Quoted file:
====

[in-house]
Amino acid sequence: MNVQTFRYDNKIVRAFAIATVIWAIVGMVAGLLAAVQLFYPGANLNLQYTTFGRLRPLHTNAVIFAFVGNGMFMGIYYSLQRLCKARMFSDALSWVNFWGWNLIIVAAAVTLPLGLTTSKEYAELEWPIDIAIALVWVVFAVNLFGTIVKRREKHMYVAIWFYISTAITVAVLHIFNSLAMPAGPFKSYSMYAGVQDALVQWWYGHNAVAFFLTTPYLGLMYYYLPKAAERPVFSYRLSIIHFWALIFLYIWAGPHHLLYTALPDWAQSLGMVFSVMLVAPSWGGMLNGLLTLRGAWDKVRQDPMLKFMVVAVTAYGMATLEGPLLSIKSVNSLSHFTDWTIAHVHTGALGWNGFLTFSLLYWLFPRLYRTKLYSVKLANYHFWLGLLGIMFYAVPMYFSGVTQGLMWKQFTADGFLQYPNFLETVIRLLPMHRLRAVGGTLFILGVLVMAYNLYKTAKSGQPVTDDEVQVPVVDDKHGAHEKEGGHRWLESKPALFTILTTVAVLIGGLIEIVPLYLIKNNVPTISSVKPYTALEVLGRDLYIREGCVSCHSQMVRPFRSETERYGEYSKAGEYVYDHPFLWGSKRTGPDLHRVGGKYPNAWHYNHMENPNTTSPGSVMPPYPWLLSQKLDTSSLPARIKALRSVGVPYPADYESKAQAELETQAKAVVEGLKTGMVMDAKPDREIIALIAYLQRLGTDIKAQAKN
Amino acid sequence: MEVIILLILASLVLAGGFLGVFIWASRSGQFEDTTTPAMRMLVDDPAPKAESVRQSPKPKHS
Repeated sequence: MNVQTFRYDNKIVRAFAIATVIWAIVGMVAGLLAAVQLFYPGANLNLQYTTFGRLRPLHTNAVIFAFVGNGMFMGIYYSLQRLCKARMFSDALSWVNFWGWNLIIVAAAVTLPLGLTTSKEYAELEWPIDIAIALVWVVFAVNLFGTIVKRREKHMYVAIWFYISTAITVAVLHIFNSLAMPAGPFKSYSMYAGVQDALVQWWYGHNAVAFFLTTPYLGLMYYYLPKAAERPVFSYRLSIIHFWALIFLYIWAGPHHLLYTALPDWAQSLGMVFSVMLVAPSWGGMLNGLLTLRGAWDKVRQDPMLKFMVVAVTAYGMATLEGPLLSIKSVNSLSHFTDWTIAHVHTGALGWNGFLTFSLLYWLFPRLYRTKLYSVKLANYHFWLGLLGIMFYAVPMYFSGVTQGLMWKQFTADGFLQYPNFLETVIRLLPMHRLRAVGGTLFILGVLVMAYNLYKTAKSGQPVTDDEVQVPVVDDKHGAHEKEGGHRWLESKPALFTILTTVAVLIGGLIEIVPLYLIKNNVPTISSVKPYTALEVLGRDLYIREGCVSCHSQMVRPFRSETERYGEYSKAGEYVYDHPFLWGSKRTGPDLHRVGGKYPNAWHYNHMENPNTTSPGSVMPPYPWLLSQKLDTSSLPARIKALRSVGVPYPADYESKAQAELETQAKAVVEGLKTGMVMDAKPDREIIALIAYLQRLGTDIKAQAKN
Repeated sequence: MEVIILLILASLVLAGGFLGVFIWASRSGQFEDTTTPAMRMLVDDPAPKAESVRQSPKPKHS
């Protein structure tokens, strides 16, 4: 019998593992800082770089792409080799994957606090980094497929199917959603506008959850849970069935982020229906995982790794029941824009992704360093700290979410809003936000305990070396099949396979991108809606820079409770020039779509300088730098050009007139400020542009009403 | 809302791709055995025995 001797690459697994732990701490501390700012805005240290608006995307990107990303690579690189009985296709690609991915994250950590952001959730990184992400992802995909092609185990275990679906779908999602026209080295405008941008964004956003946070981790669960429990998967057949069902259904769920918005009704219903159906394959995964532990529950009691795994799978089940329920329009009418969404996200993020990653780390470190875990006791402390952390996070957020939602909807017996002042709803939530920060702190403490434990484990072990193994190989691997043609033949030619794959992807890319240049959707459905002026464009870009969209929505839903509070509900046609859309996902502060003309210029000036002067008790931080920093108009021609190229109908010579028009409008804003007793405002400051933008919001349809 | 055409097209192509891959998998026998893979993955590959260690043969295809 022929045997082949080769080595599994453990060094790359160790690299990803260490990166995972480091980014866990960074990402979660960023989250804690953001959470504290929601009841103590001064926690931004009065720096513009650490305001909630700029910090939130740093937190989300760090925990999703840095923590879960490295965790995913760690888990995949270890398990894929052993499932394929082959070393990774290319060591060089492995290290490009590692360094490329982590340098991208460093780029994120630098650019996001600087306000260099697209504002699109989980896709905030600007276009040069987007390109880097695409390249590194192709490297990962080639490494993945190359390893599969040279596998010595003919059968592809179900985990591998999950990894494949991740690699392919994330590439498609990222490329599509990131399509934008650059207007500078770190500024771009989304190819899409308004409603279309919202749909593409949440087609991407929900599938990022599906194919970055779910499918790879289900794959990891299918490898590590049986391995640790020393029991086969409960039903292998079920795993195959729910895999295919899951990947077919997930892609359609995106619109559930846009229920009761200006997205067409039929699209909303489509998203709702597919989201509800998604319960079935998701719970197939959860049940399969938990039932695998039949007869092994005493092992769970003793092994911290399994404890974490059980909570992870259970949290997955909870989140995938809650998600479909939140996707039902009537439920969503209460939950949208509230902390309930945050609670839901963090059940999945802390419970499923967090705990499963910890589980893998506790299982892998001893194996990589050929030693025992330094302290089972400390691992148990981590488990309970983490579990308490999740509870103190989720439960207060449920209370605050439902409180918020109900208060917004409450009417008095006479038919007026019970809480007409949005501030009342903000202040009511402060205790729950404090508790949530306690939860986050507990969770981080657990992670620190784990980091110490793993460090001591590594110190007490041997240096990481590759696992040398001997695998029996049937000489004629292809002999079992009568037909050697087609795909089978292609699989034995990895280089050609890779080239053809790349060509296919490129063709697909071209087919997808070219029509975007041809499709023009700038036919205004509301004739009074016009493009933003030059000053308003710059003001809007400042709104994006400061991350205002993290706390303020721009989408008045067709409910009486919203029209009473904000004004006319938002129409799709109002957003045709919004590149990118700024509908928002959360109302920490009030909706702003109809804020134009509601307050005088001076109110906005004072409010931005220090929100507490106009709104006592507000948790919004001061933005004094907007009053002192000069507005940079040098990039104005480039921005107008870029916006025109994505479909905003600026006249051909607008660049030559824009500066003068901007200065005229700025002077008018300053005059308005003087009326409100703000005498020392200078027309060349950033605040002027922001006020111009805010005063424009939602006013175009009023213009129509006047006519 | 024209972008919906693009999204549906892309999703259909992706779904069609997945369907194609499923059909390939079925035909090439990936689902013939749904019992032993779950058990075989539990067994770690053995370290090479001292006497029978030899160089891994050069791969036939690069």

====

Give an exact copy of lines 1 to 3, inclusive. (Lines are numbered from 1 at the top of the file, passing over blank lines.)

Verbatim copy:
[in-house]
Amino acid sequence: MNVQTFRYDNKIVRAFAIATVIWAIVGMVAGLLAAVQLFYPGANLNLQYTTFGRLRPLHTNAVIFAFVGNGMFMGIYYSLQRLCKARMFSDALSWVNFWGWNLIIVAAAVTLPLGLTTSKEYAELEWPIDIAIALVWVVFAVNLFGTIVKRREKHMYVAIWFYISTAITVAVLHIFNSLAMPAGPFKSYSMYAGVQDALVQWWYGHNAVAFFLTTPYLGLMYYYLPKAAERPVFSYRLSIIHFWALIFLYIWAGPHHLLYTALPDWAQSLGMVFSVMLVAPSWGGMLNGLLTLRGAWDKVRQDPMLKFMVVAVTAYGMATLEGPLLSIKSVNSLSHFTDWTIAHVHTGALGWNGFLTFSLLYWLFPRLYRTKLYSVKLANYHFWLGLLGIMFYAVPMYFSGVTQGLMWKQFTADGFLQYPNFLETVIRLLPMHRLRAVGGTLFILGVLVMAYNLYKTAKSGQPVTDDEVQVPVVDDKHGAHEKEGGHRWLESKPALFTILTTVAVLIGGLIEIVPLYLIKNNVPTISSVKPYTALEVLGRDLYIREGCVSCHSQMVRPFRSETERYGEYSKAGEYVYDHPFLWGSKRTGPDLHRVGGKYPNAWHYNHMENPNTTSPGSVMPPYPWLLSQKLDTSSLPARIKALRSVGVPYPADYESKAQAELETQAKAVVEGLKTGMVMDAKPDREIIALIAYLQRLGTDIKAQAKN
Amino acid sequence: MEVIILLILASLVLAGGFLGVFIWASRSGQFEDTTTPAMRMLVDDPAPKAESVRQSPKPKHS